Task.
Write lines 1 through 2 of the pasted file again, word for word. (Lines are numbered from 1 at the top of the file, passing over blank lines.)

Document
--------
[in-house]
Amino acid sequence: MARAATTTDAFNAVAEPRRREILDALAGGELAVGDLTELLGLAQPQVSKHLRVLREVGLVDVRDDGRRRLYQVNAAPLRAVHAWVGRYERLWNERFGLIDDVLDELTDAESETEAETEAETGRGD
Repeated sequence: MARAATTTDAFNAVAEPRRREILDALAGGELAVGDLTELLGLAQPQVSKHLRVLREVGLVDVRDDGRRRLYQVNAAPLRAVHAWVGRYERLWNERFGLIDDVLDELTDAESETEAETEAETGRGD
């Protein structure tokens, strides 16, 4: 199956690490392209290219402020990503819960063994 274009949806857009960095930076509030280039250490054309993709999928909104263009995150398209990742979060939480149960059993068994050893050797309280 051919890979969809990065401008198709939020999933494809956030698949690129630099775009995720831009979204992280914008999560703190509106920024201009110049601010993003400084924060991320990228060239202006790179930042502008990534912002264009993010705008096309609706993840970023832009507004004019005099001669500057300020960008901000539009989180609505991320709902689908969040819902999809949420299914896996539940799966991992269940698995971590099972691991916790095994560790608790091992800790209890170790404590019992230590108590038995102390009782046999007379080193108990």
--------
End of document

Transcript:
[in-house]
Amino acid sequence: MARAATTTDAFNAVAEPRRREILDALAGGELAVGDLTELLGLAQPQVSKHLRVLREVGLVDVRDDGRRRLYQVNAAPLRAVHAWVGRYERLWNERFGLIDDVLDELTDAESETEAETEAETGRGD